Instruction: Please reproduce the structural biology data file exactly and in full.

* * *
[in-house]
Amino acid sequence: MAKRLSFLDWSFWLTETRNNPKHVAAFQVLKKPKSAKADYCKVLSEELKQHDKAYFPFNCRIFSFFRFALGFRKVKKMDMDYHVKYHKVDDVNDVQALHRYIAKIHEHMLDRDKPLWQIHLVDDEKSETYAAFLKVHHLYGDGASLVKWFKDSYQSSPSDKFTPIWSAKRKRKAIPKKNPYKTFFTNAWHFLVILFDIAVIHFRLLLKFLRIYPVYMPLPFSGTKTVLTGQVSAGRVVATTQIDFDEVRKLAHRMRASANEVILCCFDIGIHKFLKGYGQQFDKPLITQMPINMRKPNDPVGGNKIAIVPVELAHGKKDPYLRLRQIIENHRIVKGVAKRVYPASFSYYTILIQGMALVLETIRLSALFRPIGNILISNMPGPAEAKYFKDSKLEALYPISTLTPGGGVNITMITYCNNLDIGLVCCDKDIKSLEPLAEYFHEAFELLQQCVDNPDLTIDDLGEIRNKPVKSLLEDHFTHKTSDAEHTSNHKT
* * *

[in-house]
Amino acid sequence: MAKRLSFLDWSFWLTETRNNPKHVAAFQVLKKPKSAKADYCKVLSEELKQHDKAYFPFNCRIFSFFRFALGFRKVKKMDMDYHVKYHKVDDVNDVQALHRYIAKIHEHMLDRDKPLWQIHLVDDEKSETYAAFLKVHHLYGDGASLVKWFKDSYQSSPSDKFTPIWSAKRKRKAIPKKNPYKTFFTNAWHFLVILFDIAVIHFRLLLKFLRIYPVYMPLPFSGTKTVLTGQVSAGRVVATTQIDFDEVRKLAHRMRASANEVILCCFDIGIHKFLKGYGQQFDKPLITQMPINMRKPNDPVGGNKIAIVPVELAHGKKDPYLRLRQIIENHRIVKGVAKRVYPASFSYYTILIQGMALVLETIRLSALFRPIGNILISNMPGPAEAKYFKDSKLEALYPISTLTPGGGVNITMITYCNNLDIGLVCCDKDIKSLEPLAEYFHEAFELLQQCVDNPDLTIDDLGEIRNKPVKSLLEDHFTHKTSDAEHTSNHKT